DOT scraps Center Street digital sign idea


Mon May 16, 2022 10:00 PM

Welch asks to use funds for an inclusive playground

By Joshua Maloni

Managing Director/Editor-in-Chief

There will be no digital signage at Academy Park.

Ahead of Monday’s public briefing on a proposed marker for Center Street and Portage Road, Mayor Anne Welch said, “At the end of last week I was briefed by the State Department of Transportation New York City that they don’t allow right-of-way signs anymore. So there’s no point in having a discussion about a sign that we can’t even put up.”

Center Street is a state highway, as many learned during its recent repaving.

Welch proposed the new sign, citing the popularity of its predecessor. A black and white cardboard sign was often used to promote community events and activities. But a windstorm removed that billboard earlier this spring.

The original idea was to install a digital sign next to the Niagara River Region Chamber of Commerce office at Center and South Ninth streets. Concerns have arisen over the size of the project and its visibility – and viability – in one of Lewiston’s busiest corners.

A new pitch proposed to place a digital sign on the site of its predecessor. The original estimate for a two-sided marker and stone pillars was $60,444. Funding would come from the sale of the “Big Yellow House” at 475 Ridge St., which is expected to bring in more than $270,000 for the municipality.

Welch said the original sign “rotted and broke, and it’s gone. … It had been there for years, and I know we had a lot of people putting a lot of things and d information. But now we have no sign.

Administrator Nick Conde noted, “We had no letters” for the original panel.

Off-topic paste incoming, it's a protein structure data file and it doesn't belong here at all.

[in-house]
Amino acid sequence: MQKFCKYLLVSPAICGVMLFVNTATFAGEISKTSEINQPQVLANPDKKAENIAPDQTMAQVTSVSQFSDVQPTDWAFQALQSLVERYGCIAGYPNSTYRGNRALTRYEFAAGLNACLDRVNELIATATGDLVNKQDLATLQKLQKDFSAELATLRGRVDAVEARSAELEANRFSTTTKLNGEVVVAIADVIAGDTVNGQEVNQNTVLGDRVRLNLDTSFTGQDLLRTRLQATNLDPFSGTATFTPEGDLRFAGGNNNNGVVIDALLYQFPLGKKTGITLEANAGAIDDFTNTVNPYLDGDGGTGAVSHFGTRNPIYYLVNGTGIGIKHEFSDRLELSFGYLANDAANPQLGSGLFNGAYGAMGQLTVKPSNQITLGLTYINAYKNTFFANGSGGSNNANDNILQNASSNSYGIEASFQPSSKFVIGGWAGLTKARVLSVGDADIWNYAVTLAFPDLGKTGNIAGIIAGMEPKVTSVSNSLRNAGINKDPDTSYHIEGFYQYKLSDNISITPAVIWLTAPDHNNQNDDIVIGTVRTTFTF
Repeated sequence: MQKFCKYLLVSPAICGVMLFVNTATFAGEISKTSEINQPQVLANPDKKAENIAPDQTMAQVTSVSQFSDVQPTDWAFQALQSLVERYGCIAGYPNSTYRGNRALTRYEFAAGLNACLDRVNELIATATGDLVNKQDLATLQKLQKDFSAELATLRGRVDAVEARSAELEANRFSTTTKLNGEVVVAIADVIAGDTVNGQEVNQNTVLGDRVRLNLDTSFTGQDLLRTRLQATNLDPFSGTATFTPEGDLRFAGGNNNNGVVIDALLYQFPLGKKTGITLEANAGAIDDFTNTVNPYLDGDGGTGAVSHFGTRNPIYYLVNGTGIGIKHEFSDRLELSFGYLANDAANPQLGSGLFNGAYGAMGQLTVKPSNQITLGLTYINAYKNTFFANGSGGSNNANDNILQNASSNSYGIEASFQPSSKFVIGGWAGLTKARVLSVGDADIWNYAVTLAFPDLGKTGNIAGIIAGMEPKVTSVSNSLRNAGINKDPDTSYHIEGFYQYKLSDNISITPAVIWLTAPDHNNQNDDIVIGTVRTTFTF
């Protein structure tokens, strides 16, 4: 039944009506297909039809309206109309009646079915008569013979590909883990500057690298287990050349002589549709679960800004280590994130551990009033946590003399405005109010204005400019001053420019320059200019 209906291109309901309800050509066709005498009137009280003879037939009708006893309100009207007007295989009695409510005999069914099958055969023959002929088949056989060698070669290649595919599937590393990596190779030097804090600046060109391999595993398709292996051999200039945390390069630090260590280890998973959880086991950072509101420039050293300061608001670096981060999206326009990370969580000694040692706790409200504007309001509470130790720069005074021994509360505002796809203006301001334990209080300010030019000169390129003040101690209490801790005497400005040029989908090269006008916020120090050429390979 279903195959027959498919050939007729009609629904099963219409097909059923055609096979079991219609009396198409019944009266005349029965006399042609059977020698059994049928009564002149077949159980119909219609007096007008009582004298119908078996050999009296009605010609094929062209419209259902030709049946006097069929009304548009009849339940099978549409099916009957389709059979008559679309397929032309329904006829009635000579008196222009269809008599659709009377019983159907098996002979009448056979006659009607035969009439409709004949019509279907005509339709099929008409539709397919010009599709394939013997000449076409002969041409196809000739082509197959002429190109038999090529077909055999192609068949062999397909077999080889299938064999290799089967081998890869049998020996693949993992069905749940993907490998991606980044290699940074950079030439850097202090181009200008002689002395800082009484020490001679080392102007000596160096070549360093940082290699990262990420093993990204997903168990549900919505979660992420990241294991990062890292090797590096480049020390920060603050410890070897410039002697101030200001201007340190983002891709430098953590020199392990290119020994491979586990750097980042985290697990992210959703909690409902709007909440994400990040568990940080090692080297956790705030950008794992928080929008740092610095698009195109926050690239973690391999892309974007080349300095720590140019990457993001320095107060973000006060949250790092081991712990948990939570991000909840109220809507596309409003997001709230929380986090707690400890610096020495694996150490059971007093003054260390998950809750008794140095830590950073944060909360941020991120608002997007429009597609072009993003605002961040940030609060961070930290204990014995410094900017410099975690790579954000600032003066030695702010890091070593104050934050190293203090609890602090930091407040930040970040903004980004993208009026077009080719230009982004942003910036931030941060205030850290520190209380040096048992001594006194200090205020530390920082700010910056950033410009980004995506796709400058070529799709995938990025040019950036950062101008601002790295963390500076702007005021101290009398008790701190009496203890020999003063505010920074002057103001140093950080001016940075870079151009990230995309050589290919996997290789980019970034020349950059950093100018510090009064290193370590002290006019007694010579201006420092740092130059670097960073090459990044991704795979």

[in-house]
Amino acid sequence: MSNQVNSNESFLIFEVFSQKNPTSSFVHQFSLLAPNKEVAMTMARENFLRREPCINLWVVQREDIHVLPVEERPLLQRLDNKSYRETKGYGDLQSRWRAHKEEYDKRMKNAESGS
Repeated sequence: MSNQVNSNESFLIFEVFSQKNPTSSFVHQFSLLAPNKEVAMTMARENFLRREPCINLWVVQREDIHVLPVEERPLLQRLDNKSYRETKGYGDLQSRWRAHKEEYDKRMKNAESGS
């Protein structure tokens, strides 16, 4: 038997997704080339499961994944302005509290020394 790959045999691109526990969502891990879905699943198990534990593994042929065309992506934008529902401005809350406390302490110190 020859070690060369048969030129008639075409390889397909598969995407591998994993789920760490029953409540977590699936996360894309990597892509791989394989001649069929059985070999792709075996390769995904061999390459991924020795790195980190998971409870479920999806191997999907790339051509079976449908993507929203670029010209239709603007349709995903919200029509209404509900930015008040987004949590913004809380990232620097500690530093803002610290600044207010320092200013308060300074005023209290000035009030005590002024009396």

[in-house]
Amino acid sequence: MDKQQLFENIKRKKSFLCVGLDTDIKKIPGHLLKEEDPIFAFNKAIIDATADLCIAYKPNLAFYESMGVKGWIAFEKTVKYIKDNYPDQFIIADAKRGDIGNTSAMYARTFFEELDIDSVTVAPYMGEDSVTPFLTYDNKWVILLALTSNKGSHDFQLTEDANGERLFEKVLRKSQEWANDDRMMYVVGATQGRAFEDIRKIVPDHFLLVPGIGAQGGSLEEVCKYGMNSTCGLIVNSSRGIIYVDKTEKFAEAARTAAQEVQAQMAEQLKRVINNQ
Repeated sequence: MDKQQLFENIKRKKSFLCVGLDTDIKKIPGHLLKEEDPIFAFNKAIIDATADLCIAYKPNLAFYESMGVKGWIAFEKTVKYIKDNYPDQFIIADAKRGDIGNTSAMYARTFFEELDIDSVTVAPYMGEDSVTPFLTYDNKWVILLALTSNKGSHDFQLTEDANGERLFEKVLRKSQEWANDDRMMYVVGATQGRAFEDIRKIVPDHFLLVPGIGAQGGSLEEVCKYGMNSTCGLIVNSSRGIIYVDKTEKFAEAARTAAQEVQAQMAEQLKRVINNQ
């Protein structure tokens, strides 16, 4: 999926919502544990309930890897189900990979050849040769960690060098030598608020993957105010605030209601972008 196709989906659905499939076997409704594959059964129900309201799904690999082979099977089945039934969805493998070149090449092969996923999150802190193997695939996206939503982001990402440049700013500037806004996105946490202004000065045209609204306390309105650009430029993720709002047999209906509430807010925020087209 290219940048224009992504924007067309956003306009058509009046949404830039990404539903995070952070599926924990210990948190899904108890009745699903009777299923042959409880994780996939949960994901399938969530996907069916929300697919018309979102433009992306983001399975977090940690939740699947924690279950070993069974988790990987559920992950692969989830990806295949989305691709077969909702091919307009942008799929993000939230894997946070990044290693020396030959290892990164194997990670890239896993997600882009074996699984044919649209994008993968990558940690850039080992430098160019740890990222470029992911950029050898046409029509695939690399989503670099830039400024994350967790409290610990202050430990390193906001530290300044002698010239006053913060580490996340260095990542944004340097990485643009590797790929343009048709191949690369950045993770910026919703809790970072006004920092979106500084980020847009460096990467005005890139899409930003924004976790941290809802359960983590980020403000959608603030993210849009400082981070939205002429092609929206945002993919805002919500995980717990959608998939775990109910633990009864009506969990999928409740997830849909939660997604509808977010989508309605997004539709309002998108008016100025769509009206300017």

“We had no letters,” Welch pointed out. “We couldn’t maintain it.

“So I guess people will just have to advertise in Sentinel and do their best. At the meetings, we will spread the word about different events and such. But unfortunately we have no sign.

Following an initial article about the digital sign proposal, public comments were overwhelmingly opposed to the idea. Welch said local business interests were in favor of a digital sign.

The Marilyn Toohey Park Inclusive Playground is nearing completion.

Playground Update

Recreation Department Director Brendan McDermott noted that “Spring Fling” had a record 160 youth and parents participating in the one-mile “Fun Run for Kids” outside the Red Brick Municipal Building. He said a basket auction raised $1,500 for the programming.

Marilyn Toohey Park’s new inclusive playground is nearing completion, but wasn’t ready to open in time for Sunday’s annual event.

With the digital sign proposal scrapped, Welch asked the board to consider using proceeds from the sale of ‘Big Yellow House’ for the playground — and possibly a new basketball court, too. .

Mark Cerrone Inc. oversees construction. Dave Webb Concrete is currently working in the field.

Welch said: “As you can see our playground is almost done. They worked diligently to try to do it all. We had a rubber surface panel (installed last week) which is beautiful. They’re going to pour the paddling pool this week – and we’re basically running out of money.

The original cost of the playground was over $750,000, but clerk Shannon Fundis said the cost of products and services has increased significantly since the coronavirus pandemic began in March 2020.